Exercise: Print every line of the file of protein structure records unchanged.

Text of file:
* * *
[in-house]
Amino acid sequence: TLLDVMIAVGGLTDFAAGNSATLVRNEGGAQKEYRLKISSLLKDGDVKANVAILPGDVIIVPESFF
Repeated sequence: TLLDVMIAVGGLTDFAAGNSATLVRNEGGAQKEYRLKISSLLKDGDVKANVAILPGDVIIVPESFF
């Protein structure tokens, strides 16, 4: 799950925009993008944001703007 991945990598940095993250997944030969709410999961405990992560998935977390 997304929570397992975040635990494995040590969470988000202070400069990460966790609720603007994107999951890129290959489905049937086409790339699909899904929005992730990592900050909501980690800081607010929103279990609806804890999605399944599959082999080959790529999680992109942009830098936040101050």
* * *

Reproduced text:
[in-house]
Amino acid sequence: TLLDVMIAVGGLTDFAAGNSATLVRNEGGAQKEYRLKISSLLKDGDVKANVAILPGDVIIVPESFF
Repeated sequence: TLLDVMIAVGGLTDFAAGNSATLVRNEGGAQKEYRLKISSLLKDGDVKANVAILPGDVIIVPESFF
């Protein structure tokens, strides 16, 4: 799950925009993008944001703007 991945990598940095993250997944030969709410999961405990992560998935977390 997304929570397992975040635990494995040590969470988000202070400069990460966790609720603007994107999951890129290959489905049937086409790339699909899904929005992730990592900050909501980690800081607010929103279990609806804890999605399944599959082999080959790529999680992109942009830098936040101050």